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Shock: Kashuv Reveals What School Officials Did to Him During Interrogation Over Trip to Gun Range

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The Feb. 14 school shooting in Parkland, Florida revealed many uncomfortable failures and realizations. But one of the most disturbing was a pattern of misplaced priorities by government officials who put politics ahead of everything else.

In the wake of that tragedy, we learned the FBI and local authorities knew that the shooter was mentally disturbed and planning something grievous, yet law enforcement took no action.

It was the same story when the crime actually happened, with Broward County deputies doing everything but engaging the madman. Then officials like Sheriff Scott Israel pointed fingers at everyone but themselves, proving they had learned nothing from the event.

Now, another disturbing incident proves authorities are still stuck looking in the wrong direction, and have their priorities completely backward.

Recently, Parkland student and pro-gun activist Kyle Kashuv did something that is legal and routine: He went to a shooting range with his father.

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But law enforcement instantly treated the young man as a criminal. During his Tuesday appearance with Tucker Carlson on Fox News, the Parkland survivor said he was treated like a suspect and “interrogated” for doing the same thing as millions of Americans.

“It was an interrogation. It was a clear attempt to intimidate me,” Kashuv told Carlson. “They used very, very, very harsh interrogation tactics against me,”

The student pointed out there was nothing against the law or even suspicious about a trip to a gun range with a responsible parent.

“I mean, at the end of the day I went shooting with my dad at a gun range,” Kashuv said. “I mean, I did everything peacefully. And I went shooting with my dad and I did absolutely nothing wrong.”

Do you believe authorities were trying to intimidate this teen?

The 16-year-old believes his pro-Second Amendment politics may have played a role in his treatment.

“I posted a video of me showing I have admiration for the Second Amendment and telling people to educate themselves about the Second Amendment because we can’t trust our government to defend ourselves,” Kashuv said.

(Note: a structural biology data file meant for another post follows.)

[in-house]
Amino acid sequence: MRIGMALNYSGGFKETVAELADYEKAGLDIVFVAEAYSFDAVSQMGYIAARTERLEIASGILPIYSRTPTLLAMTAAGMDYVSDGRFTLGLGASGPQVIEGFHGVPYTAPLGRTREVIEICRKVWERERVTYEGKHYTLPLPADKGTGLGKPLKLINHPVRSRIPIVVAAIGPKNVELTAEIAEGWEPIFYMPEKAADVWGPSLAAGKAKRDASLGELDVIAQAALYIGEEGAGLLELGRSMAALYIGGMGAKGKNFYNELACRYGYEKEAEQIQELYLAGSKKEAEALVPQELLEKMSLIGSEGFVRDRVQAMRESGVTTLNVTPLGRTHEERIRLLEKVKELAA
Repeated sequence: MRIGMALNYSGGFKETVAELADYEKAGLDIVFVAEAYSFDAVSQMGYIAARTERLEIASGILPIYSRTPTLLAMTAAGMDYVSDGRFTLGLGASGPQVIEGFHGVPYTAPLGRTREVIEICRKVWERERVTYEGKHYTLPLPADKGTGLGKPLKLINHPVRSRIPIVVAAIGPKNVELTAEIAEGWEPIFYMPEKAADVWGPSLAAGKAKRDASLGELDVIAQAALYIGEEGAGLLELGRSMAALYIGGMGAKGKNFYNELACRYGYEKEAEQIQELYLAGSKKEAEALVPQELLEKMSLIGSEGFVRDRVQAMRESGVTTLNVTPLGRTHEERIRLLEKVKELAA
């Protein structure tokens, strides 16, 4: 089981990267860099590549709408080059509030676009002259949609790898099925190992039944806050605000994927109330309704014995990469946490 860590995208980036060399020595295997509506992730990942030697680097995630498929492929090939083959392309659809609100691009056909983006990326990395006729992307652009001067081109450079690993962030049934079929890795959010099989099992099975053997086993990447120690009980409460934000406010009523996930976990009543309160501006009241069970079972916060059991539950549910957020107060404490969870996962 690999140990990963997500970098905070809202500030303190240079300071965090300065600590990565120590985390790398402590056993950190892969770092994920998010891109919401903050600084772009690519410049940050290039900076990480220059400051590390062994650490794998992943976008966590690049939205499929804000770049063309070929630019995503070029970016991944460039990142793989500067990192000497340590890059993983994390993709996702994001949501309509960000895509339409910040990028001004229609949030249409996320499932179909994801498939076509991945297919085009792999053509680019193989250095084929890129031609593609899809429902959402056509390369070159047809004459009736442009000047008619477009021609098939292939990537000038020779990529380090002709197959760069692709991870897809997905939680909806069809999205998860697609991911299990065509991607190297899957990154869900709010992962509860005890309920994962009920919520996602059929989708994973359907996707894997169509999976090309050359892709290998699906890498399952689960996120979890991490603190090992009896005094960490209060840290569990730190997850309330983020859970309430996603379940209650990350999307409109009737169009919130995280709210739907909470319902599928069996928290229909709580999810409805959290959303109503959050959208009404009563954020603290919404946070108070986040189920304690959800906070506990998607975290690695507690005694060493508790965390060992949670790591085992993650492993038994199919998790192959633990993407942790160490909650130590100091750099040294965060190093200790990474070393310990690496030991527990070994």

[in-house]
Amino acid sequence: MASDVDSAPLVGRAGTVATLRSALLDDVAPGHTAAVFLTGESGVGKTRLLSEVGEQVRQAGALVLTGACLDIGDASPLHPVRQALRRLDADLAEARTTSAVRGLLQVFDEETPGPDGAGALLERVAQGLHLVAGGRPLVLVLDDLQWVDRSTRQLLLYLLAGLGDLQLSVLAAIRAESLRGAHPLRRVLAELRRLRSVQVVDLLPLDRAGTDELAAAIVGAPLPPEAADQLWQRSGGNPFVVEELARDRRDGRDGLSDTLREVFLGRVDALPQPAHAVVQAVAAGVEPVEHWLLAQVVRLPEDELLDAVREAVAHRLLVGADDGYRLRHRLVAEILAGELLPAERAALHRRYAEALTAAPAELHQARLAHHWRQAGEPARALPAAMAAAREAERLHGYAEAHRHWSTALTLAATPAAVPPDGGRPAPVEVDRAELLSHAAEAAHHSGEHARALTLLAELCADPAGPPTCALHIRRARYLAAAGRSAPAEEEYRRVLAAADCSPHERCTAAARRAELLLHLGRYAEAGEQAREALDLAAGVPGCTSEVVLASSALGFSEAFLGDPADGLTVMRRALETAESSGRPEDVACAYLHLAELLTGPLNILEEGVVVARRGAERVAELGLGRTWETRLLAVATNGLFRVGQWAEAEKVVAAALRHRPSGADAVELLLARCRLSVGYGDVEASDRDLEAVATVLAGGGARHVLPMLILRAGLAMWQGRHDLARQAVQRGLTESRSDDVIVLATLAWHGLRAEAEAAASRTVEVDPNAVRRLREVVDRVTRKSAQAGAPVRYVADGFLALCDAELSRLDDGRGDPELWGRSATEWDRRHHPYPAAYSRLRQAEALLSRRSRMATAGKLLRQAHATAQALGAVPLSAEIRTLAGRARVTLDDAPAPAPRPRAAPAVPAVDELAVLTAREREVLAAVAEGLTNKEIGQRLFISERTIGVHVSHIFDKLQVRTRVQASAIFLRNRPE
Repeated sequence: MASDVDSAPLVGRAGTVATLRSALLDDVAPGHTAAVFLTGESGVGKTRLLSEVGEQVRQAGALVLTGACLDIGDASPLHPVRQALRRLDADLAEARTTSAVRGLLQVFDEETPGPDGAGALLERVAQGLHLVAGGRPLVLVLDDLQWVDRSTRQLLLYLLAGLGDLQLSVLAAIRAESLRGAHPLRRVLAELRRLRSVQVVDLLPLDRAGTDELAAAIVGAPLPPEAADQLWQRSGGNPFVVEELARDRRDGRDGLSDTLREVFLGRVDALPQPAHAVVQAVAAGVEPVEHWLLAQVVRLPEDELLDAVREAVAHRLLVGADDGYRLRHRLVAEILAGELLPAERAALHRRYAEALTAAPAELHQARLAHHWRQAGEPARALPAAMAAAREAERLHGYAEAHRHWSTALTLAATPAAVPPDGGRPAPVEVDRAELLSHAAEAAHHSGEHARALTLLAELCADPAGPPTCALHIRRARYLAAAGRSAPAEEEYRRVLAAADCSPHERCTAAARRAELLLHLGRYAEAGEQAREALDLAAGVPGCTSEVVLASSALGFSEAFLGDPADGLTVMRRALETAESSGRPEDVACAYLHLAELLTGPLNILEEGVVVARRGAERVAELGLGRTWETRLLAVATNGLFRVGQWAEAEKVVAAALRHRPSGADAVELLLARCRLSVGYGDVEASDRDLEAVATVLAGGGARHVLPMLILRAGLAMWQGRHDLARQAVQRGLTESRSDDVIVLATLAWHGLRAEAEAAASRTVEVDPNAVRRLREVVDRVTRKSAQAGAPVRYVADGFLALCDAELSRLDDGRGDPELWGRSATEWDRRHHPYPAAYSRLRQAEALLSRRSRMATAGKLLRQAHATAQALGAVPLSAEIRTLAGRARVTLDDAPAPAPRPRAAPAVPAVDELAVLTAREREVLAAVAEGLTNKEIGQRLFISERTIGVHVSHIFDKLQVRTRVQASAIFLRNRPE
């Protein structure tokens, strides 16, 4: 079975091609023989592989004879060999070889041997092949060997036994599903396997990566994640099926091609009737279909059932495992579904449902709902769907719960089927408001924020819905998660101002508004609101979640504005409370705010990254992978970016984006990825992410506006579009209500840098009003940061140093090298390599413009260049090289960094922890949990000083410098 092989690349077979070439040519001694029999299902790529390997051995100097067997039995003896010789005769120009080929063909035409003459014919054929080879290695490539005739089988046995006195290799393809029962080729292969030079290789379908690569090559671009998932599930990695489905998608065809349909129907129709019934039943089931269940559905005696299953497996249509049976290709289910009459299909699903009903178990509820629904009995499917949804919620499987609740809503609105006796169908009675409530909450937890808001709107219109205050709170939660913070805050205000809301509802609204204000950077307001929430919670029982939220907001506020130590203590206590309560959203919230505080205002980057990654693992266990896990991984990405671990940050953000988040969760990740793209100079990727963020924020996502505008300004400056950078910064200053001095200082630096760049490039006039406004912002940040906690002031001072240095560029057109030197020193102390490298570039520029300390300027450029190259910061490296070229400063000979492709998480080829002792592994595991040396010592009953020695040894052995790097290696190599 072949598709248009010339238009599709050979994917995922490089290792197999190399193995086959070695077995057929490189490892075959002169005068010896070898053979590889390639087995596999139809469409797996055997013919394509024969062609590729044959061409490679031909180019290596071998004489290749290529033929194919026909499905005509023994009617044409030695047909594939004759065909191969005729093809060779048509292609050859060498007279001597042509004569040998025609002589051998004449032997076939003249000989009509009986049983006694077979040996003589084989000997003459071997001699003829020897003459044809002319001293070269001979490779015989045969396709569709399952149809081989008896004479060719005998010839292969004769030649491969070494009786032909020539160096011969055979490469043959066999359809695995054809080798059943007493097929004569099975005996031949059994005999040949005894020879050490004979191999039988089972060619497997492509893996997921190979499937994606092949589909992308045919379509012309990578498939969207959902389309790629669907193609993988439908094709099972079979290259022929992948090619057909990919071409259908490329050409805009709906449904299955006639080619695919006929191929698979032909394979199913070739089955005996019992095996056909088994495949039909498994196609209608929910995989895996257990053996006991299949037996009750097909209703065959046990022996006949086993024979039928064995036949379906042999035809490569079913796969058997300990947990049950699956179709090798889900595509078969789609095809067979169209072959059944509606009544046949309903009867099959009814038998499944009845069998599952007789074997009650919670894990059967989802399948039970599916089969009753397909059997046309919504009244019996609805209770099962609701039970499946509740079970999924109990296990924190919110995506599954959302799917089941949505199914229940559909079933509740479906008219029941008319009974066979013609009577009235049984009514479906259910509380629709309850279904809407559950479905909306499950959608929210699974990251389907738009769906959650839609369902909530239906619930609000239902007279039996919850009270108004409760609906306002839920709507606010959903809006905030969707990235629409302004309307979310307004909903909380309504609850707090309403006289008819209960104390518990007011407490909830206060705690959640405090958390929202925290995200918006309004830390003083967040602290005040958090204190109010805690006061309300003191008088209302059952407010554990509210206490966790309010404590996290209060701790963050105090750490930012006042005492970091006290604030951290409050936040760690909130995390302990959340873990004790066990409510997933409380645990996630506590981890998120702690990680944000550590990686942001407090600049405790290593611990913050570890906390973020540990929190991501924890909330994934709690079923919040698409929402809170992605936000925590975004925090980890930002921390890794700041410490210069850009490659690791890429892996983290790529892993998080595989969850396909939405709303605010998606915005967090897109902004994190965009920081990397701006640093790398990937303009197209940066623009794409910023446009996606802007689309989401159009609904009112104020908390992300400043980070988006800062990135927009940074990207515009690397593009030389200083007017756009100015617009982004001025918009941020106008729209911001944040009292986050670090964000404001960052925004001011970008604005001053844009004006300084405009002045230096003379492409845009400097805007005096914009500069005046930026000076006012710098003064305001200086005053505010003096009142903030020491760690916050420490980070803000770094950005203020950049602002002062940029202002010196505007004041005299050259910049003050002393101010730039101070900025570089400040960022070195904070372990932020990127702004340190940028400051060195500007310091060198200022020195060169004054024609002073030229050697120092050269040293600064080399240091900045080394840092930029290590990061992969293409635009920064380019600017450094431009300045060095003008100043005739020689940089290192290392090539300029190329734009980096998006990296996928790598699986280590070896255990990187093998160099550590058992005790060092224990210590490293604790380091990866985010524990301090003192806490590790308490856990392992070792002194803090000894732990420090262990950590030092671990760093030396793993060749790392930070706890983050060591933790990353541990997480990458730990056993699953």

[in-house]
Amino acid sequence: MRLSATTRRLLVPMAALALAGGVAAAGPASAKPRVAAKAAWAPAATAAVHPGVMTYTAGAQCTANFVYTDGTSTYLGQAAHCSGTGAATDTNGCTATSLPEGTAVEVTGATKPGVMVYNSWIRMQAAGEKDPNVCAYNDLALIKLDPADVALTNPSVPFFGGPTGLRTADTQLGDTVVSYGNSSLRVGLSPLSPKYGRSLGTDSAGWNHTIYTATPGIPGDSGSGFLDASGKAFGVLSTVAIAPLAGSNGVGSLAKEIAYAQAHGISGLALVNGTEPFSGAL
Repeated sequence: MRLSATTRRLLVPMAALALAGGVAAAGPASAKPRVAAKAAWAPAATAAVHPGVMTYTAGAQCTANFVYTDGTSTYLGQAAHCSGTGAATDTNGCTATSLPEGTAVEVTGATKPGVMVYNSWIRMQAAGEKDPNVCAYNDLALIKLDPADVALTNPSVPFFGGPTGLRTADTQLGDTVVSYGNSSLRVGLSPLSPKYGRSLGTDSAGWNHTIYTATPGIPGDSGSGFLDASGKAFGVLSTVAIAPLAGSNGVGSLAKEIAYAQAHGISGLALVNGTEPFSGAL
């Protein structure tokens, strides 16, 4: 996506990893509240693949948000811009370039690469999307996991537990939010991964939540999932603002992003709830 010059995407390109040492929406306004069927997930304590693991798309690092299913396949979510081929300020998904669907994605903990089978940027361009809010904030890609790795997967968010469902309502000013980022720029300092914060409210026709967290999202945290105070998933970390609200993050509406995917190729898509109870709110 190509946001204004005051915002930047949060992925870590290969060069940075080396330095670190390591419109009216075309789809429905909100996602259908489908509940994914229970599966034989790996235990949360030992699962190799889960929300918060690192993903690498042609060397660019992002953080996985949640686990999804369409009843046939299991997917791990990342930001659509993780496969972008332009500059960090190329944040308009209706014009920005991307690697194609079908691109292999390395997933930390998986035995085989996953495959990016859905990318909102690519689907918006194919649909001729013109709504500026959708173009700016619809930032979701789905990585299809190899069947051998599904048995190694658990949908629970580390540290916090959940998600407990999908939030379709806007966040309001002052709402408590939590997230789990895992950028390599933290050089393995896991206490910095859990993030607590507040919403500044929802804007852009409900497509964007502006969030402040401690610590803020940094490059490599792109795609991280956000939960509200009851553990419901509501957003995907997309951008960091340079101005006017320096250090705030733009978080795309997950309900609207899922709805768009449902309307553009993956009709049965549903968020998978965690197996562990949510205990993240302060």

And he has seen that first hand, as he was at the Parkland school when sworn law enforcement officers failed to go in.

“It was all very, very weird,” he said of his interaction with police. “The school resource officer goes, ‘Kyle, you’re taking five AP classes. You’re such a good student. Why would you do it?’ It went something like this and I was in shock.”

Remember, this was an armed deputy essentially pressuring a student to confess to a non-crime — without his father present or even notified. The implication, of course, was that simply doing target practice under the supervision of a parent was somehow wrong.

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“And I said, ‘What do you mean?’ And they came in there with the notion that I had done something wrong by going to gun range,” Kashuv said.

Carlson pointed out that teenagers practicing gun safety, being taught to respect firearms, and how to be responsible was a good thing, yet authorities treated it as a crime.

If the incident happened as Kashuv described, there are several disturbing takeaways. One of the biggest is just how out of touch the left is with normal American culture.

Once again, officials are intent on blaming law-abiding gun owners for the crimes that others commit. In addition, there seems to be a push to demonize normal American activities and paint heartland conservatives as extremists.

A father and son sharing time while hunting, target shooting or working on responsible gun skills is an American tradition — at least it used to be.

Yet liberals and authorities in Florida now have it so backward, they view a positive father-son mentorship as dangerous.

Here’s an idea: Maybe if more teenage boys had positive, responsible father figures who taught them to respect firearms and choose paths besides violence, there would be fewer school shootings.

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Benjamin Arie is an independent journalist and writer. He has personally covered everything ranging from local crime to the U.S. president as a reporter in Michigan before focusing on national politics. Ben frequently travels to Latin America and has spent years living in Mexico.




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